Do Healthcare Mergers Benefit Patients? David Kent Joslin of Sarasota Explains the Benefits of Mergers

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David Kent Joslin David Kent Joslin

As a senior executive consultant in radiology, David Kent Joslin of Sarasota has many years of experience working with various healthcare services, software development, and management consulting. David Kent Joslin is also the board member of InSight Radiology Puerto Rico, a multi-site operator of free-standing radiology facilities. A successful senior advisor and radiology consultant, David Kent Joslin of Sarasota, has put together many healthcare mergers throughout his career.

David Joslin mentions that healthcare mergers are a big trend in the healthcare industry, and he doesn’t see this trend slowing down. In fact, from 2017 to 2018, there was a healthcare merger and acquisition increase of 14.4 percent. Going into 2020, healthcare M&A has accounted for transactions that exceed the $11.3 billion. While the numbers don’t lie, what are the benefits for patients?

For starters, a lot of healthcare M&A involves small community-based healthcare centers merging with large regional hospitals. Because large local hospitals have more access to financial resources, healthcare mergers guarantee the survival and growth of the smaller hospitals. Most community-based health centers don’t have access to capital necessary to grow, and merging with a large hospital can provide this.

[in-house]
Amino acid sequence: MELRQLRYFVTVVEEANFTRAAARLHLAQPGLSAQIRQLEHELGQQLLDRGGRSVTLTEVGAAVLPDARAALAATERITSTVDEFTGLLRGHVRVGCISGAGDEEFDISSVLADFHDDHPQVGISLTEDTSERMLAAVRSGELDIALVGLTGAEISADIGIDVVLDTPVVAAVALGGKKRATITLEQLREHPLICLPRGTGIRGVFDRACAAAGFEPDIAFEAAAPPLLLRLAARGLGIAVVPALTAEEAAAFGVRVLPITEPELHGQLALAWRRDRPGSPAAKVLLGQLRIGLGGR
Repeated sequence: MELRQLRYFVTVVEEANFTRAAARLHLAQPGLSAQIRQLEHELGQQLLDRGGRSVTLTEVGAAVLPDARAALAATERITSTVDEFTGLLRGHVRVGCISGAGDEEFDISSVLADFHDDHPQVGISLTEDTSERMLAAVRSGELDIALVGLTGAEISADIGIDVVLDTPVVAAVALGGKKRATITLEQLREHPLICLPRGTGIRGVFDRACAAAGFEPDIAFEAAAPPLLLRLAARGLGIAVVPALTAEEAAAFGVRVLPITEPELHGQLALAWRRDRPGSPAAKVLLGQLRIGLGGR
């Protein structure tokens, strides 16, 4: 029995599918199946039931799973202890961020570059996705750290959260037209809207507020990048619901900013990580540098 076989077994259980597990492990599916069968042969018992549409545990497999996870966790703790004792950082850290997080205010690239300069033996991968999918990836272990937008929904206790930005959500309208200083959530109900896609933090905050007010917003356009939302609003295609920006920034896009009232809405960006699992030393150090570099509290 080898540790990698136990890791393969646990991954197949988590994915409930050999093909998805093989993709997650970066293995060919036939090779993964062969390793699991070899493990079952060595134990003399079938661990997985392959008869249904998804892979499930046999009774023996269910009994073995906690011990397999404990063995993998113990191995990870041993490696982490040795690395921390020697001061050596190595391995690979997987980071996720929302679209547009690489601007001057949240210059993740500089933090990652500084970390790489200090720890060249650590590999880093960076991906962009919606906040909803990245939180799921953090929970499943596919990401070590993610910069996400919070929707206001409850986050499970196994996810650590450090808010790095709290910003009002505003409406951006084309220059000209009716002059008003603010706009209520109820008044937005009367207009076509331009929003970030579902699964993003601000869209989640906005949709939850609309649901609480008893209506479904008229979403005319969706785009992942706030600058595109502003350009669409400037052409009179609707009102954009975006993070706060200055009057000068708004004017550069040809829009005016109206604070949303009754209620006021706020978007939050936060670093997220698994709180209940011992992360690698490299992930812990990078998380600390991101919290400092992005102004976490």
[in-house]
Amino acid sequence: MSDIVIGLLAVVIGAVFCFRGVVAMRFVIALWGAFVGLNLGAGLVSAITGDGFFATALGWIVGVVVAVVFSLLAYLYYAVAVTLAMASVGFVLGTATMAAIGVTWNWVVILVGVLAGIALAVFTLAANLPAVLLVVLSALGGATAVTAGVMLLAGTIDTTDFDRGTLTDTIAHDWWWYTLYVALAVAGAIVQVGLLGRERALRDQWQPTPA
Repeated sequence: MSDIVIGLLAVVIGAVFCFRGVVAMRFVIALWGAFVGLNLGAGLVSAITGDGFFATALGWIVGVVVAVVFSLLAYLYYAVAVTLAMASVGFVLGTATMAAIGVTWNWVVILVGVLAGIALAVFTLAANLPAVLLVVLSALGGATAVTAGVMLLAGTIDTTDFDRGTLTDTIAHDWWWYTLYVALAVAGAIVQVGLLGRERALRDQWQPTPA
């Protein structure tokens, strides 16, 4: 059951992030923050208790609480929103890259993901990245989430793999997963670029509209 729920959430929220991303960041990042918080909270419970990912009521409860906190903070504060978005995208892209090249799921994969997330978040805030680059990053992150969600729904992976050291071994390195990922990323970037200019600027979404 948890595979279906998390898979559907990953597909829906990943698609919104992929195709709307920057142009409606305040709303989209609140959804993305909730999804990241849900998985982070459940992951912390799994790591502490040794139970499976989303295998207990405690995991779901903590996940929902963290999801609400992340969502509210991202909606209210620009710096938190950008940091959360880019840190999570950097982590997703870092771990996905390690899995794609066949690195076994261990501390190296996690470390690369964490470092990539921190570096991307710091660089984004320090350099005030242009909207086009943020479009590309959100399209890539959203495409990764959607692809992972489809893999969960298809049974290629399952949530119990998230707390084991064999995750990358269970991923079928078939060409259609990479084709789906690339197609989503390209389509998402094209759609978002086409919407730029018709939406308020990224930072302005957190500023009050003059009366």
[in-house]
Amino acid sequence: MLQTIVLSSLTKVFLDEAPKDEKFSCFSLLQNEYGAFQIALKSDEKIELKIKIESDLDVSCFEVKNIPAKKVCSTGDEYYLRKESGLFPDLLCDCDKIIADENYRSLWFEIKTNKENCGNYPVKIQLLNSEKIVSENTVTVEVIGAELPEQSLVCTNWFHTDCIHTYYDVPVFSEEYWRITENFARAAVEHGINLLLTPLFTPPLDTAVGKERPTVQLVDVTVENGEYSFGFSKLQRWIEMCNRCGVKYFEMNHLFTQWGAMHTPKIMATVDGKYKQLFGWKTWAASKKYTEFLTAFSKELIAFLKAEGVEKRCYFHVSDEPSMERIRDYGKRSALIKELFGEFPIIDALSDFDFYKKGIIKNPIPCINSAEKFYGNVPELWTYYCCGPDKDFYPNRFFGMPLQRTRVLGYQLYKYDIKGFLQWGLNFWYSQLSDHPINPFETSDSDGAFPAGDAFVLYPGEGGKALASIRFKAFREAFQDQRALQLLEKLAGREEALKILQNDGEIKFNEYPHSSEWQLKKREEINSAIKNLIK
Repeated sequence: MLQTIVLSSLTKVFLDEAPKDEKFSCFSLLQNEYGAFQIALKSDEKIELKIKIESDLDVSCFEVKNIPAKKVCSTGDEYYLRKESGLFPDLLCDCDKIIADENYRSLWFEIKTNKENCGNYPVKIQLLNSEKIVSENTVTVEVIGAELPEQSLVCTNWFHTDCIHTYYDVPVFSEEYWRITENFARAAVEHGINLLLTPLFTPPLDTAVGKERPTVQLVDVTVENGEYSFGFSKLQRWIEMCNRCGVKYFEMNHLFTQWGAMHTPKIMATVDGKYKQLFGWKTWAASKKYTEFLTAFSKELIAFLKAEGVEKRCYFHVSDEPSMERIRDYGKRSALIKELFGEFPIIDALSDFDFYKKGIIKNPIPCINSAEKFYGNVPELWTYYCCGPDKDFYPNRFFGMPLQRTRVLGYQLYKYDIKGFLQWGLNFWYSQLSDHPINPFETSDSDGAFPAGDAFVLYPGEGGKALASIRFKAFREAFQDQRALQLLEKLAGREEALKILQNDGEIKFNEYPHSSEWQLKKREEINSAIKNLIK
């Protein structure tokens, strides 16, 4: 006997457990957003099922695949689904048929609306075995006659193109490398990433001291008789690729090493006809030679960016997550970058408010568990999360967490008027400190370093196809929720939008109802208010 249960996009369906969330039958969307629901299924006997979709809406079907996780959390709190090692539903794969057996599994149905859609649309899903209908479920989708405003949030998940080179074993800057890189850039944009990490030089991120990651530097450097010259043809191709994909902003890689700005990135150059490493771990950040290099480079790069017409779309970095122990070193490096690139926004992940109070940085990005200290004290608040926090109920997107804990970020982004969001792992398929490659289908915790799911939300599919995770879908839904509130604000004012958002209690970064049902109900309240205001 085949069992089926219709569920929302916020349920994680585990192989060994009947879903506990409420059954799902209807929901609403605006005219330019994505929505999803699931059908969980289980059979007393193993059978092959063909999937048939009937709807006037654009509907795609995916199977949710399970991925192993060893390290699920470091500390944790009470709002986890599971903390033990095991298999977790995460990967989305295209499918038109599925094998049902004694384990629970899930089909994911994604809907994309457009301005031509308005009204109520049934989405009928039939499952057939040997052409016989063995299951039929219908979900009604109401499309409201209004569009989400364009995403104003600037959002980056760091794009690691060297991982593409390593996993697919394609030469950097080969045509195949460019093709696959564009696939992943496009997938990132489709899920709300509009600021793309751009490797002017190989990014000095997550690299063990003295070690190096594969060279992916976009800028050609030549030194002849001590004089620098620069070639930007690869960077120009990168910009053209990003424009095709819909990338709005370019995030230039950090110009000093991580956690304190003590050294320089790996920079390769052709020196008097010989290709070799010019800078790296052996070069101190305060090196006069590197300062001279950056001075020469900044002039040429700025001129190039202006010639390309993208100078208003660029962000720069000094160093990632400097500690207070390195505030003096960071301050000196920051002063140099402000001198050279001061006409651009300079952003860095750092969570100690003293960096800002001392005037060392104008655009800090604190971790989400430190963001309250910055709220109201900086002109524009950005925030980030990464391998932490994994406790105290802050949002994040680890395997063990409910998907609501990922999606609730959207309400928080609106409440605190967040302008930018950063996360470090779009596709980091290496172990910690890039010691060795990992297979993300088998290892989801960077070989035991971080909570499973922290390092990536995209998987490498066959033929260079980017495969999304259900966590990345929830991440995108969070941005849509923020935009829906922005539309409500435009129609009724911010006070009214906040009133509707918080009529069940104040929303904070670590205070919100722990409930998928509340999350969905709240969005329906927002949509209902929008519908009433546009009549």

Once the merger is finalized, healthcare centers and hospitals have more access to capital, which in turn can lower overall costs and improve quality of care for patients. The numbers shown by the American Hospital Association, point out that healthcare mergers accounted for a 2.5 percent cost reduction between 2009 and 2014, which saved healthcare centers and patients a total of $5.8 million. Many people who favor mergers say that healthcare mergers mean lower out-of-pocket costs for patients. David Kent Joslin explains that the purpose of healthcare M&As is to have a significant cost reduction for the patients.

Aside from the cost reduction benefits, healthcare mergers also have a positive impact on the quality of the services. Many small healthcare centers don’t have access to capital, and merging with a larger hospital allows them for better patient care. If a more modest community health center doesn’t merge with a larger facility, the community could lose access to those services. With the extra resources and technology, patients will have better outcomes. David Joslin of Sarasota mentions that all in all, healthcare mergers mean lower costs for patients and access to more medical resources.

David Kent Joslin has a B.A. in history and political science from Duke University and an MBA in finance and accounting from Columbia Business School. David Joslin also holds a real estate license in the state of New York. David Kent Joslin lives in Sarasota, FL, with his family.